SAN FRANCISCO – The Brooklyn Nets are coming to the Bay Area on Thursday and, apparently, Kevin Durant is coming with them.
Coming back to the place where he earned two championship rings, two NBA Finals MVP awards and also built relationships that might last a lifetime.
Back to the place he opted to leave eight months ago, to the bewilderment of Warriors CEO Joe Lacob, to the general disappointment of Dub Nation -- and to the understanding of those who know why he left.
KD didn’t leave the Warriors after three mostly glorious seasons because he thought their best days were behind them. He didn’t leave because he lost respect for the franchise. He didn’t leave because Draymond Green tossed salt on him in ways familiar to those growing up in modest surroundings, where love can be as harsh as the back of a cold hand.
Durant left the Warriors because he felt, somewhere in his soul, it was time to go.
Because it was, simply, what he wanted.
The Warriors are what he wanted when he left Oklahoma City in 2016.
“That was my thinking going in before the year (2015-16),” Durant said last month on the “All the Smoke” podcast with former Warriors Matt Barnes and Stephen Jackson. “Obviously, I had a few teams, but the Warriors were a team I wanted to play for because of the movement they had, their passing, they led the league in assists ... Playing with that team, that's what I was thinking about."
The Nets are what KD wanted in 2019.
Despite the implication that his belief in coach Kenny Atkinson played a role in luring him to Brooklyn, KD wanted all of it. He wanted the big market that comes with playing in New York and the challenge of adopting a team on the rise and trying to push it to the top. He also wanted the East Coast, which has not been his home since he was a skinny teenager in Prince Georges County, Md., making his way through three high schools in Maryland and Virginia.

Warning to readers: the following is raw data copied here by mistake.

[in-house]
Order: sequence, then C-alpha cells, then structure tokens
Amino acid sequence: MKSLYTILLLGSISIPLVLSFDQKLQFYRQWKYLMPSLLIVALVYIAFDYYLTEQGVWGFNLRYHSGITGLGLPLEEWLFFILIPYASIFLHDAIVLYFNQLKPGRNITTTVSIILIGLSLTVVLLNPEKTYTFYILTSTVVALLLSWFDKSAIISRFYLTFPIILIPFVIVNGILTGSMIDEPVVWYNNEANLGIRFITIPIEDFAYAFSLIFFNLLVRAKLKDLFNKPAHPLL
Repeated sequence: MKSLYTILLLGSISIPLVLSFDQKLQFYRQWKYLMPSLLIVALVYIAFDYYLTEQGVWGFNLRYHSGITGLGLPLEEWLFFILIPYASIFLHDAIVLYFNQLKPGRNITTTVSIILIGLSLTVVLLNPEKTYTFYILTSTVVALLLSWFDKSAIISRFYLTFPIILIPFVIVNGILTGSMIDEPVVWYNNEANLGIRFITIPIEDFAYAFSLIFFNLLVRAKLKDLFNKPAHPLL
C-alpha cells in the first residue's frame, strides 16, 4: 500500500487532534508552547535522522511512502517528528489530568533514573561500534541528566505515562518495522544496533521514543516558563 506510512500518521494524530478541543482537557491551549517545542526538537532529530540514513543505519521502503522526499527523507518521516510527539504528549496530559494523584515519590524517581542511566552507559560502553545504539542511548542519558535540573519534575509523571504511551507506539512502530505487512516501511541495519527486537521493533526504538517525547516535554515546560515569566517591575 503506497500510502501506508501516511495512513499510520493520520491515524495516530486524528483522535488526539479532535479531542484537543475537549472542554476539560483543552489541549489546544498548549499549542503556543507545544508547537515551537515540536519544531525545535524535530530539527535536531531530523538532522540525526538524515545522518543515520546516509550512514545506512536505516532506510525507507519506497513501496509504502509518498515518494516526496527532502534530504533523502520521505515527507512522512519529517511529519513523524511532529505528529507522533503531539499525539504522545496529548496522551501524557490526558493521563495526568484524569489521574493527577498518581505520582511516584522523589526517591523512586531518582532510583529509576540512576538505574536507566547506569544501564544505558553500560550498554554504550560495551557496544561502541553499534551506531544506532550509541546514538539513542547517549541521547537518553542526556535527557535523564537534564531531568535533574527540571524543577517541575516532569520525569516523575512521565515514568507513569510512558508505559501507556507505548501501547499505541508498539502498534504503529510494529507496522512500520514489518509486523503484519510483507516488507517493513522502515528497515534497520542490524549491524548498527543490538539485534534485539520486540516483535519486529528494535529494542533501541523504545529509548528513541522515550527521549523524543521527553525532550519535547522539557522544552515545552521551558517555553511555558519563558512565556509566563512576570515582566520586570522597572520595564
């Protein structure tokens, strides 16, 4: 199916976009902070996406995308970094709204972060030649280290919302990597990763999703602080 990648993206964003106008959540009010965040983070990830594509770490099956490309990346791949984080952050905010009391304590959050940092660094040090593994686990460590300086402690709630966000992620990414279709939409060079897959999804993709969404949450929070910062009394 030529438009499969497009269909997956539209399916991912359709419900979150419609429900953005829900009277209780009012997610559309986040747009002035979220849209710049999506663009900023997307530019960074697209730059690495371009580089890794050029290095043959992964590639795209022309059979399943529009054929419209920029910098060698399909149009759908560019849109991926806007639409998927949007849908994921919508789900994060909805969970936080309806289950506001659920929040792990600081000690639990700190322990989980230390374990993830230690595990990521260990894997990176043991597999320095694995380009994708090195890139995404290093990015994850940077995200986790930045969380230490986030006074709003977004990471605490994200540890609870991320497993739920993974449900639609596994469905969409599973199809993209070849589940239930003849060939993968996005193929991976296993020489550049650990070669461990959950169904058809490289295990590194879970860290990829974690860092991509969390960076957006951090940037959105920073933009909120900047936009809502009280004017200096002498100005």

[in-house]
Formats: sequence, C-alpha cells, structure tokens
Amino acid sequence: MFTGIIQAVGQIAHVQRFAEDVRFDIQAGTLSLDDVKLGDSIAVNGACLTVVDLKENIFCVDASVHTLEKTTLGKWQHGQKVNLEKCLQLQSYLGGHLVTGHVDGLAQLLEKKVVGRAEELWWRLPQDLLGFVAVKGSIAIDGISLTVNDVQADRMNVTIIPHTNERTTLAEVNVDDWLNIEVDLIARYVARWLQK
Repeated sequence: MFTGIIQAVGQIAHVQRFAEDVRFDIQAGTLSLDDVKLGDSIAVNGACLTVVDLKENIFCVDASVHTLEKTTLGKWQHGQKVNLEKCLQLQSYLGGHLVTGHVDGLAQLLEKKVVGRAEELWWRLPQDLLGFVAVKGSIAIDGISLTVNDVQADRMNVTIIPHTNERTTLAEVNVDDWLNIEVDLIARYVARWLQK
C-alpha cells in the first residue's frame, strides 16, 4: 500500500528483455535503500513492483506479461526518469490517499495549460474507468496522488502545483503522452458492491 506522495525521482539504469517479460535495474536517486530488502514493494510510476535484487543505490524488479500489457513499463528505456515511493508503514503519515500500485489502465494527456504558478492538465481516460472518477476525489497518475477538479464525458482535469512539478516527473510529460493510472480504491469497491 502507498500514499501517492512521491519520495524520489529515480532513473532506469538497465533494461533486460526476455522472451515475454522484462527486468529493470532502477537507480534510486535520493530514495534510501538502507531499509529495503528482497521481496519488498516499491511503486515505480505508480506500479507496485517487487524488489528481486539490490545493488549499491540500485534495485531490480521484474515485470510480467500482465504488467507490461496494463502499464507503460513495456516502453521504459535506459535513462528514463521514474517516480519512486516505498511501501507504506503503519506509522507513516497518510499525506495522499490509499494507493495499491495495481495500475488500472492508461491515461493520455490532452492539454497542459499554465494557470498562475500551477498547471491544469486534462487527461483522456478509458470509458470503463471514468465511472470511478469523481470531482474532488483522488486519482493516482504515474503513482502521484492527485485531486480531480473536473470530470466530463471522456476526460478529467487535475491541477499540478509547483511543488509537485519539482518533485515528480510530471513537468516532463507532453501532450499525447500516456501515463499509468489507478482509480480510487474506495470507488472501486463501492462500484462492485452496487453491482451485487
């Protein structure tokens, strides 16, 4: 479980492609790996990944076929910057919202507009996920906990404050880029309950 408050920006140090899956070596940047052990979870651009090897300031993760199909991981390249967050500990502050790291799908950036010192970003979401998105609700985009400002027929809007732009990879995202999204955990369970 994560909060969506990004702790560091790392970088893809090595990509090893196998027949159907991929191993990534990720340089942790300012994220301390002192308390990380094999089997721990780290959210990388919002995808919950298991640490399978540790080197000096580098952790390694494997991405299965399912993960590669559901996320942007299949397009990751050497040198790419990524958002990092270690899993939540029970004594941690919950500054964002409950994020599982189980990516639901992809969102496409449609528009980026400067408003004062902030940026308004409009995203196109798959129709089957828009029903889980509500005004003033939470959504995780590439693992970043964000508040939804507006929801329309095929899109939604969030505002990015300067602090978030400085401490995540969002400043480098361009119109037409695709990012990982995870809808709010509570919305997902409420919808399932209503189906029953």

And make no mistake, Durant wanted to feel the warmth of his best friends in the league.
If LeBron James can join his best buddy, Dwyane Wade, in Miami, why can’t Durant become teammates with Kyrie Irving and DeAndre Jordan? He’s tight with both, on and off the court. They’ve vacationed together.
“I had been having conversations with Kyrie for the past two years, not even about playing together,” Durant told Barnes and Jackson. “We didn't plan on playing together, we played each other in my second year with the Warriors. We had a mutual friend and we had some wine together, and we just bonded on just life in general and basketball in general. And that just formed over time. He didn't like where his situation was at and me neither in Golden State, and we were just like, 'Hey man, let's just see how this would work. Let's try it out.'"
When Durant says he enjoyed his time in Oklahoma City, I believe him. There were rough spots, no doubt, but the place made an impression on him nearly as much as he did on it.
Durant made it clear during the “All the Smoke” podcast that he didn’t leave the Warriors in search of a better franchise because he doesn’t know if that was possible.
Durant has not, to my recollection and research, criticized the Warriors. Even when others tried to blame them for the ruptured Achilles’ tendon he sustained in The Finals, KD carefully and forcefully explained that he knew what was at stake and was determined to take a risk.
“How can you blame them? Hell, no,” Durant told Chris Haynes of Yahoo Sports. “I heard the Warriors pressured me into getting back. Nobody never said a word to me during rehab as I was coming back. It was only me and (director of sports medicine and performance) Rick (Celebrini) working out every day. Right when the series started, I targeted Game 5. Hell, nah. It just happened. "It’s basketball. S--t happens. Nobody was responsible for it. It was just the game. We just need to move on from that s--t because I’m going to be back playing.”
He won’t be playing Thursday night, but he is in the advanced stage of rehabilitation. But, having been around KD for three years, I suspect he has no regrets. That’s not how he rolls.